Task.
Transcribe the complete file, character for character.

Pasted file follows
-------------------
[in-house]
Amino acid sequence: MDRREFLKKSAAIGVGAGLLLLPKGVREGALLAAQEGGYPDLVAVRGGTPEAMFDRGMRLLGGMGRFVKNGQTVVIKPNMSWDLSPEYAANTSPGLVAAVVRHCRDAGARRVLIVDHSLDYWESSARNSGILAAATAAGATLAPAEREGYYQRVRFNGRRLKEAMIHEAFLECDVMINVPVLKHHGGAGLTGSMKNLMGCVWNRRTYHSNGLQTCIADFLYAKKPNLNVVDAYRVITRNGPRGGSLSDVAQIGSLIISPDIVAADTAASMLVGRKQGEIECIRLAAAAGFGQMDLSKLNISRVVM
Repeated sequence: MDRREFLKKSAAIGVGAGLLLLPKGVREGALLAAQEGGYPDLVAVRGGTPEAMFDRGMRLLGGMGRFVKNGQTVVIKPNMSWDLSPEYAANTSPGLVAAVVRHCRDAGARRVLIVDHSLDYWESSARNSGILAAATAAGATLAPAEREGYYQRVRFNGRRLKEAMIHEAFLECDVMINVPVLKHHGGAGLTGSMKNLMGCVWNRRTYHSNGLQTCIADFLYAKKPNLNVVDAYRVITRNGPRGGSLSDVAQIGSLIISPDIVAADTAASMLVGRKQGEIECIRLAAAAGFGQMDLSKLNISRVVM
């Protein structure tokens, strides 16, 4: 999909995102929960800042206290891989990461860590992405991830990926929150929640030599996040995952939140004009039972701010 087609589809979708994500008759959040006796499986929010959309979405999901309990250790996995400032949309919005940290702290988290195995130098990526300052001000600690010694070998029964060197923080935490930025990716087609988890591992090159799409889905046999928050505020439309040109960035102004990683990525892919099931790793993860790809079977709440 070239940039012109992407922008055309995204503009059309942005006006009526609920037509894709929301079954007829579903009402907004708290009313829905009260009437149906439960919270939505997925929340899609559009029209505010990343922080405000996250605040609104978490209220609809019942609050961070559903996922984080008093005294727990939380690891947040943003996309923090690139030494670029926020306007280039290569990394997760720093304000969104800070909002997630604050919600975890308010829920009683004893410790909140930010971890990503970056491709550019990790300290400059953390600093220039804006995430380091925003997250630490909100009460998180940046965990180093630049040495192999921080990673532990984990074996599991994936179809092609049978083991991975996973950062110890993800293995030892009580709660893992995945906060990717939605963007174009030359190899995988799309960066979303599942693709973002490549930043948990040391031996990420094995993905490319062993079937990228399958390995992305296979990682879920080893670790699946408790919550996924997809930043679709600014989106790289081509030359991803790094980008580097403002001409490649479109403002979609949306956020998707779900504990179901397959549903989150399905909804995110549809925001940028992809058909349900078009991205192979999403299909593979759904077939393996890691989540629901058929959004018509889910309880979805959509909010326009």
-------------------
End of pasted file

[in-house]
Amino acid sequence: MDRREFLKKSAAIGVGAGLLLLPKGVREGALLAAQEGGYPDLVAVRGGTPEAMFDRGMRLLGGMGRFVKNGQTVVIKPNMSWDLSPEYAANTSPGLVAAVVRHCRDAGARRVLIVDHSLDYWESSARNSGILAAATAAGATLAPAEREGYYQRVRFNGRRLKEAMIHEAFLECDVMINVPVLKHHGGAGLTGSMKNLMGCVWNRRTYHSNGLQTCIADFLYAKKPNLNVVDAYRVITRNGPRGGSLSDVAQIGSLIISPDIVAADTAASMLVGRKQGEIECIRLAAAAGFGQMDLSKLNISRVVM
Repeated sequence: MDRREFLKKSAAIGVGAGLLLLPKGVREGALLAAQEGGYPDLVAVRGGTPEAMFDRGMRLLGGMGRFVKNGQTVVIKPNMSWDLSPEYAANTSPGLVAAVVRHCRDAGARRVLIVDHSLDYWESSARNSGILAAATAAGATLAPAEREGYYQRVRFNGRRLKEAMIHEAFLECDVMINVPVLKHHGGAGLTGSMKNLMGCVWNRRTYHSNGLQTCIADFLYAKKPNLNVVDAYRVITRNGPRGGSLSDVAQIGSLIISPDIVAADTAASMLVGRKQGEIECIRLAAAAGFGQMDLSKLNISRVVM
């Protein structure tokens, strides 16, 4: 999909995102929960800042206290891989990461860590992405991830990926929150929640030599996040995952939140004009039972701010 087609589809979708994500008759959040006796499986929010959309979405999901309990250790996995400032949309919005940290702290988290195995130098990526300052001000600690010694070998029964060197923080935490930025990716087609988890591992090159799409889905046999928050505020439309040109960035102004990683990525892919099931790793993860790809079977709440 070239940039012109992407922008055309995204503009059309942005006006009526609920037509894709929301079954007829579903009402907004708290009313829905009260009437149906439960919270939505997925929340899609559009029209505010990343922080405000996250605040609104978490209220609809019942609050961070559903996922984080008093005294727990939380690891947040943003996309923090690139030494670029926020306007280039290569990394997760720093304000969104800070909002997630604050919600975890308010829920009683004893410790909140930010971890990503970056491709550019990790300290400059953390600093220039804006995430380091925003997250630490909100009460998180940046965990180093630049040495192999921080990673532990984990074996599991994936179809092609049978083991991975996973950062110890993800293995030892009580709660893992995945906060990717939605963007174009030359190899995988799309960066979303599942693709973002490549930043948990040391031996990420094995993905490319062993079937990228399958390995992305296979990682879920080893670790699946408790919550996924997809930043679709600014989106790289081509030359991803790094980008580097403002001409490649479109403002979609949306956020998707779900504990179901397959549903989150399905909804995110549809925001940028992809058909349900078009991205192979999403299909593979759904077939393996890691989540629901058929959004018509889910309880979805959509909010326009």